Policy makers during much of the 1990's liked to use the phrase "Information Superhighway", trying to make an analogy between transportation technology and communications technology. With all the recent talk about the future of Canadian television, I started thinking about analogies between transportation and our video distribution systems.
Walking could be compared to over the air terrestrial transmission, which can't reach very far and can be thought of as the beginning of our transportation and video distribution journey.
Riding animals was our next step for transportation, which in my mind is analogous to the creation of Cable, Satellite, and related "Broadcast Distribution Undertakings" (BDU). We had some choice over what animal to ride, and we could get a bit further, but we were still moving slowly.
Riding carts pulled by animals might be seen as the next step for transportation, analogous to BDUs going digital with BDU technology dependent set-top boxes. We may not be sitting directly on the animal any more, which gives some advantages, but we were still powered by the animals and all the limitations and costs that came with them.
One of the many steps for transportation which shared roads was the electric car, which might be analogous to the legitimate over-the-top (OTT) video distribution systems like Netflix and YouTube (I wrote elsewhere in this blog why I don't consider Shomi, CraveTV or FibeTV to be legitimate). Like the 1890s where there was an attempt to ban electric cars because they scared the horses, there is an attempt by the BDUs, the companies they own, and their allies, to ban or regulate/tax out of existence the legitimate OTT services.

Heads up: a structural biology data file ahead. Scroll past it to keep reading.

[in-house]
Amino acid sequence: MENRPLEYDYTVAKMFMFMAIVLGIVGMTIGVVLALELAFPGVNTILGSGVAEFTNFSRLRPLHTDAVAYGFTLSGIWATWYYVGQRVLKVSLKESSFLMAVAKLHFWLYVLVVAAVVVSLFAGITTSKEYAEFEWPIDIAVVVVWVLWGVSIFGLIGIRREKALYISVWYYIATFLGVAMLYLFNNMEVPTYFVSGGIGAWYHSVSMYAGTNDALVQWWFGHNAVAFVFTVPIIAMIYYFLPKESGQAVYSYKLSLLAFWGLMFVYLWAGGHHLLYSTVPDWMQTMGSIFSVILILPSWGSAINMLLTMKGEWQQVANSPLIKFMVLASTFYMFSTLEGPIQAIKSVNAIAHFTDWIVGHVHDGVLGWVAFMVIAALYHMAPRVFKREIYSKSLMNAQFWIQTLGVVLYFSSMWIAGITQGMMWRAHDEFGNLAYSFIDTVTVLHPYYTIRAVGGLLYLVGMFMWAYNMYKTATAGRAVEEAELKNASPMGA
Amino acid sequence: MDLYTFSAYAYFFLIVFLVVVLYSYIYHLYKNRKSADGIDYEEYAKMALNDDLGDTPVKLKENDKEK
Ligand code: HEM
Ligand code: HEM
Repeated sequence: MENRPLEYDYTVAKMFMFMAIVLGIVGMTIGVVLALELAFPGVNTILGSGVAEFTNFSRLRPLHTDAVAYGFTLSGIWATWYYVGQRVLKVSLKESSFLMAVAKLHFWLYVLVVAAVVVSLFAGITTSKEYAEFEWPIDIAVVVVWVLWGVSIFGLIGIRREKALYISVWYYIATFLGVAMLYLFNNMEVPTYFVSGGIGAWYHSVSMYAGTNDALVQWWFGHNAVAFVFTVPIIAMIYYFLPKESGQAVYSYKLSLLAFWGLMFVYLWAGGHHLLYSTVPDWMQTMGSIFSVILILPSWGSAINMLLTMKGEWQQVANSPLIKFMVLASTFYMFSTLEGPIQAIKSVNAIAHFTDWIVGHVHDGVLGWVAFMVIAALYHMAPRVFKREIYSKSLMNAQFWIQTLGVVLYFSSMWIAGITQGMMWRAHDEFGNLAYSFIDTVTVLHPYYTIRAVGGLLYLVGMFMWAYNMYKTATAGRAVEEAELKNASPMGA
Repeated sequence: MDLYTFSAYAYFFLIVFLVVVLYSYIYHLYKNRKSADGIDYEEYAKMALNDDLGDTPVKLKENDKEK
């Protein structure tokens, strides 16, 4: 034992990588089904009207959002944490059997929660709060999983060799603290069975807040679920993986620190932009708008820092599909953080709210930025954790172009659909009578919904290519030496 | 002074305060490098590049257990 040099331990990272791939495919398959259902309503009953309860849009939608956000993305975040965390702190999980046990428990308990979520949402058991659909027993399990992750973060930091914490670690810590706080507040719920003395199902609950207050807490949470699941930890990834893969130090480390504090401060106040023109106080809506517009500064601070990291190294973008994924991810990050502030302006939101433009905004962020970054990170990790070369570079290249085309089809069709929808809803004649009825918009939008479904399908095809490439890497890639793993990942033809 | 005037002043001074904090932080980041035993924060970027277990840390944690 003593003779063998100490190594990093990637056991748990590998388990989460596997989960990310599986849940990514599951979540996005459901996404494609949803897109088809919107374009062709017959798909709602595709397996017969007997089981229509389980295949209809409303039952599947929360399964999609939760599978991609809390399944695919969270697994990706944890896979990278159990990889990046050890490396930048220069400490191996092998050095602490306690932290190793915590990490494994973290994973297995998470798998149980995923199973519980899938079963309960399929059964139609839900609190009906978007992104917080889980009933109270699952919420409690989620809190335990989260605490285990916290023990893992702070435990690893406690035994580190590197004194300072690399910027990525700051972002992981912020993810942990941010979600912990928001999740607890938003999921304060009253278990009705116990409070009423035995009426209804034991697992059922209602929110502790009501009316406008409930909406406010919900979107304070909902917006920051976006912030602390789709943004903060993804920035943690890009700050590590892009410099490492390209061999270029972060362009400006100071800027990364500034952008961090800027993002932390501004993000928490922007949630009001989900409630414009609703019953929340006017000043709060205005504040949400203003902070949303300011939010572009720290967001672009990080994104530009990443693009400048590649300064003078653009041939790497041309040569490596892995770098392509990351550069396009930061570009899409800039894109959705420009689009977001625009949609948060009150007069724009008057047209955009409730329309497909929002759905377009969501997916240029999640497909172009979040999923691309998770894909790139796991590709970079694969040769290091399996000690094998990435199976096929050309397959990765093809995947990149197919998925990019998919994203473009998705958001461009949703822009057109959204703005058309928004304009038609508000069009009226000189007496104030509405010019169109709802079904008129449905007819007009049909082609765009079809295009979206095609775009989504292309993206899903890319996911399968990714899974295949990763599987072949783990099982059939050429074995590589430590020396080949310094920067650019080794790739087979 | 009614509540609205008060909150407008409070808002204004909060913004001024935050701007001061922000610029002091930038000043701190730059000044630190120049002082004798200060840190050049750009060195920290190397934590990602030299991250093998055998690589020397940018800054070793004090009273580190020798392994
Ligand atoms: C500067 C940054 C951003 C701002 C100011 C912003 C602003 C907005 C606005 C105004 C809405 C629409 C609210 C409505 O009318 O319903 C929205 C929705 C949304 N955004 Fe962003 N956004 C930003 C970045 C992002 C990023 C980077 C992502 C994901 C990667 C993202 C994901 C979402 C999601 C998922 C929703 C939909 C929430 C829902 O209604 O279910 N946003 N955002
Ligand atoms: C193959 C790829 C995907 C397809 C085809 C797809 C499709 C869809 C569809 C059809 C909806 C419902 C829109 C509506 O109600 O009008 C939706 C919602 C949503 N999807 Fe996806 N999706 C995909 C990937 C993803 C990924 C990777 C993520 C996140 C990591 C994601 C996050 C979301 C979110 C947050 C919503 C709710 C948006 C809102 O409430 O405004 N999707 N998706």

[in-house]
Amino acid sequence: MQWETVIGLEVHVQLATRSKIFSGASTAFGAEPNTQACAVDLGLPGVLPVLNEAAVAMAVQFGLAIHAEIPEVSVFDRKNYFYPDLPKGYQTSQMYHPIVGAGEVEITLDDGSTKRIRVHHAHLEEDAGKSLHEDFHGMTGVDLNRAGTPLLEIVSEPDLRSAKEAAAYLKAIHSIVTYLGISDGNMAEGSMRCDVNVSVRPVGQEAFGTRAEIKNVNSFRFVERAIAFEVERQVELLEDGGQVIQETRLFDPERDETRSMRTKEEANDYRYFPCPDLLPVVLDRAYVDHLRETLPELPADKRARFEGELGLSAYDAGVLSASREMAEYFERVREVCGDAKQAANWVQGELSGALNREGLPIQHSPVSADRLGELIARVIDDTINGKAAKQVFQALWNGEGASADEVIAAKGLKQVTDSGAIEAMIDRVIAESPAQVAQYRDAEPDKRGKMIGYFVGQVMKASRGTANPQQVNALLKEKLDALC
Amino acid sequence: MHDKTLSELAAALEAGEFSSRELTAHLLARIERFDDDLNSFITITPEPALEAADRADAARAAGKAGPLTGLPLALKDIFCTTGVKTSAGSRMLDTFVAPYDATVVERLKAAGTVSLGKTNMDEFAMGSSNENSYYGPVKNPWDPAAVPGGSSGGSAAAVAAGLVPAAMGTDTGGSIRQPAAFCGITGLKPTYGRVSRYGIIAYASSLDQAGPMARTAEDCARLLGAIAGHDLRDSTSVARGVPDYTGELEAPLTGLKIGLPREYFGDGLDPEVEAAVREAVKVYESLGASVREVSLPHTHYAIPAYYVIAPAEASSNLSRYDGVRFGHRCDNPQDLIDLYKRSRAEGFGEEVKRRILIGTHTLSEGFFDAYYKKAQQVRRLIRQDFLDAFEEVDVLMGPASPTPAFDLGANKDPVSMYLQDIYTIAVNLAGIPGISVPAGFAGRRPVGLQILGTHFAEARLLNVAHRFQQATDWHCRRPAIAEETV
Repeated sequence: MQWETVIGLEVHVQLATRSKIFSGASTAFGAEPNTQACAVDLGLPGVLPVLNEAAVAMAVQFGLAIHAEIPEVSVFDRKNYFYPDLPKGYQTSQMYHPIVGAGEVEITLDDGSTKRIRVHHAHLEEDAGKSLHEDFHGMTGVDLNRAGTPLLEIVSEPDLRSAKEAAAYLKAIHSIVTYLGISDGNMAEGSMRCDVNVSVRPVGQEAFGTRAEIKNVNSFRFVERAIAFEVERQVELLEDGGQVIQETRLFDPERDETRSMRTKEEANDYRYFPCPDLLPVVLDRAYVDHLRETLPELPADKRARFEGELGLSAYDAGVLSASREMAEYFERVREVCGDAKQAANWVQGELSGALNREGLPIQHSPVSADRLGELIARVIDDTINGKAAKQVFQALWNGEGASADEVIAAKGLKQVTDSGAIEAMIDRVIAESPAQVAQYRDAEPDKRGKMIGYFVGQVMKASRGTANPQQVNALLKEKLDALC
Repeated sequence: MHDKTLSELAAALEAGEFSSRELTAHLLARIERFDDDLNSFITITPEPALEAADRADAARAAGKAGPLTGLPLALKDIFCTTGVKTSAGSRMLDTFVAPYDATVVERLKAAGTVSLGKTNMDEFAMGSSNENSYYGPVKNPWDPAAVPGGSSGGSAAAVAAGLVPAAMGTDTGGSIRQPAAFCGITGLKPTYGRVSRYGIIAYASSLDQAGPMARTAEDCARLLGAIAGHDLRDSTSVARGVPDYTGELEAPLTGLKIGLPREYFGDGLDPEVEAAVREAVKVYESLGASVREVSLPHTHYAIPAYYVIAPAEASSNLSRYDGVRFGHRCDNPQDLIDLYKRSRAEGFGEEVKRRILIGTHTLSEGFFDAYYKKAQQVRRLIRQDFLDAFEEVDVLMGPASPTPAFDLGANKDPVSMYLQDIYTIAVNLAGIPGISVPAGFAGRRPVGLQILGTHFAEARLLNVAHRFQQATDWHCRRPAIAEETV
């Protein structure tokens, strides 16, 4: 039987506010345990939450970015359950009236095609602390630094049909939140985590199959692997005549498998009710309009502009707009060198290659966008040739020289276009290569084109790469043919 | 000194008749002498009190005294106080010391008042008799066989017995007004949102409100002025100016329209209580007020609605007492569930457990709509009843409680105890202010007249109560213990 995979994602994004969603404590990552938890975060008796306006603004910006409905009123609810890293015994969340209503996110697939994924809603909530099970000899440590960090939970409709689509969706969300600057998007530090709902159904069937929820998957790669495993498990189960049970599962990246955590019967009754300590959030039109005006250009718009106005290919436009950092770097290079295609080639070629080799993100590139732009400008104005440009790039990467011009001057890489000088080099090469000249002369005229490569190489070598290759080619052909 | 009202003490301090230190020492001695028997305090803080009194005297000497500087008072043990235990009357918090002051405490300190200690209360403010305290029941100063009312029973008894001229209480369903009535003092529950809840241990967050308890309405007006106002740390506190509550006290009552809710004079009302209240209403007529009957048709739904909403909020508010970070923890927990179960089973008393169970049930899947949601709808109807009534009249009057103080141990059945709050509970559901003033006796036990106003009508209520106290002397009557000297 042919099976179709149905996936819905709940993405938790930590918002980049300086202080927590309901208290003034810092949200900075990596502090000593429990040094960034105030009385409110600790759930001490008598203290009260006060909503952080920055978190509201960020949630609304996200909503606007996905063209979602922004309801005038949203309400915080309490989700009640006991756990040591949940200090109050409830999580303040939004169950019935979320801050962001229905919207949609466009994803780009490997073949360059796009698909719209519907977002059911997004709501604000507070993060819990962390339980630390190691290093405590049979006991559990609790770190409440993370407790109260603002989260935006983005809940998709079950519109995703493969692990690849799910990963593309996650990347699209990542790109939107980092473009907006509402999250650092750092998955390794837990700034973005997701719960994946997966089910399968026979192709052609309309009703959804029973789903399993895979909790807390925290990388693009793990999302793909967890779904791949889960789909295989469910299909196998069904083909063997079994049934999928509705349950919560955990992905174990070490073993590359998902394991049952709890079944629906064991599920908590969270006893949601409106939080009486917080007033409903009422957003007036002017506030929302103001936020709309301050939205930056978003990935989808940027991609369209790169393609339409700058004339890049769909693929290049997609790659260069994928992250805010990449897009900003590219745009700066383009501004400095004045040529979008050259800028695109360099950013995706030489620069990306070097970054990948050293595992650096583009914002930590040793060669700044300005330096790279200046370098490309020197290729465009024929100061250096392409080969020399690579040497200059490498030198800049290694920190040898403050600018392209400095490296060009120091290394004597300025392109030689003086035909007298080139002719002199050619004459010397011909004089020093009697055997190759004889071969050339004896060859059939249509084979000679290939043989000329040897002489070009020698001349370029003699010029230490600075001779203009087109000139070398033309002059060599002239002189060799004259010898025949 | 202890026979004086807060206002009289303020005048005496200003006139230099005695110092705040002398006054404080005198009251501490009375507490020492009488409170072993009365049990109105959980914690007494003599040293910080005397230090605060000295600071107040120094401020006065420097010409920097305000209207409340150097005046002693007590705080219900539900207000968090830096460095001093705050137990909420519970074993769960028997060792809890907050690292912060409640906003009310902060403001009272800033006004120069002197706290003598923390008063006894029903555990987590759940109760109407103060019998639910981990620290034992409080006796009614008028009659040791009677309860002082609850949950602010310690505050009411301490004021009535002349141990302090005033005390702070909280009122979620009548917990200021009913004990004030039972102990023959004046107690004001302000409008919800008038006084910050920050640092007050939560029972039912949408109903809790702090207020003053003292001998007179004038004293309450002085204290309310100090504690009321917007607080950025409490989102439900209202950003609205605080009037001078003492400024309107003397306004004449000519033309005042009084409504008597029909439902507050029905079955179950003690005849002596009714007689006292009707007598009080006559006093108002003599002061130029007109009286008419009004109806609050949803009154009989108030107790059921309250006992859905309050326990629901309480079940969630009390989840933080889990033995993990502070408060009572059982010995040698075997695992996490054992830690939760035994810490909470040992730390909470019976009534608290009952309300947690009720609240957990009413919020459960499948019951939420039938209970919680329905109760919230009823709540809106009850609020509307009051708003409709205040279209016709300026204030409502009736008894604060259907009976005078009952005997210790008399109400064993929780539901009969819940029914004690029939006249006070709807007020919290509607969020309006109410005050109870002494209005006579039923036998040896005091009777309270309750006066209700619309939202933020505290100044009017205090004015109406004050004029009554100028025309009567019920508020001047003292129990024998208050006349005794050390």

While there was a ban on electric cars, transportation technology still advanced to the present where we have automobiles, trucks, buses and a variety of other vehicles, powered by a variety of means, all using common road infrastructure. While people still walk, and still ride horses, these are not considered viable options for longer distances except in very rare circumstances.
There are potentials with video distribution as well, with OTT technologies finally properly enabling the ability of neutral video distribution services to harness the much faster advancements in telecommunication technology. We can see a future where there is an open marketplace for creators and audiences to connect, if only we are all able to break free of all the arbitrary barriers put on these transactions by the legacy BDUs.
So - where do we go from here? While some bemoan the lack of the flying cars that science fiction promised we would have by the early 2000's, I think we have legitimate reason to complain far more loudly at how far back we seem to be in video distribution technology. Will we allow the modern day equivalents of horseshoe and whip makers, and others that feel tied to outmoded technologies, to delay the inevitable advancement in video distribution technology?
I hold it as a matter of pride that I am not a subscriber to a BDU, and that I am able to practice what I believe in this area of policy. Government manipulations of the marketplace to protect outmoded companies from free market competition denies such choice in other areas.